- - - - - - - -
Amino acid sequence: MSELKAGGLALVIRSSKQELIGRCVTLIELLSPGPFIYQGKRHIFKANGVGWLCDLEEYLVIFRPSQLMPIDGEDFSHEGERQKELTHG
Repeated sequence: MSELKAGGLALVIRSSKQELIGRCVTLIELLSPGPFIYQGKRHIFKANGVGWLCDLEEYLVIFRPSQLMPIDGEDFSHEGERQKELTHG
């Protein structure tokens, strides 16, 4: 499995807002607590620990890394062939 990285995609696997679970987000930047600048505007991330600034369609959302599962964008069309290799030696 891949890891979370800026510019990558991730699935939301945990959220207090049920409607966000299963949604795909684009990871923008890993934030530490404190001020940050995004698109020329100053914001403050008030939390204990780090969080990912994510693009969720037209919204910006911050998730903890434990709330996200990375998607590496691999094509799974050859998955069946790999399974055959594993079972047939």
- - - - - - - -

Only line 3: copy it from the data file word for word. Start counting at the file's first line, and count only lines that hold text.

């Protein structure tokens, strides 16, 4: 499995807002607590620990890394062939 990285995609696997679970987000930047600048505007991330600034369609959302599962964008069309290799030696 891949890891979370800026510019990558991730699935939301945990959220207090049920409607966000299963949604795909684009990871923008890993934030530490404190001020940050995004698109020329100053914001403050008030939390204990780090969080990912994510693009969720037209919204910006911050998730903890434990709330996200990375998607590496691999094509799974050859998955069946790999399974055959594993079972047939």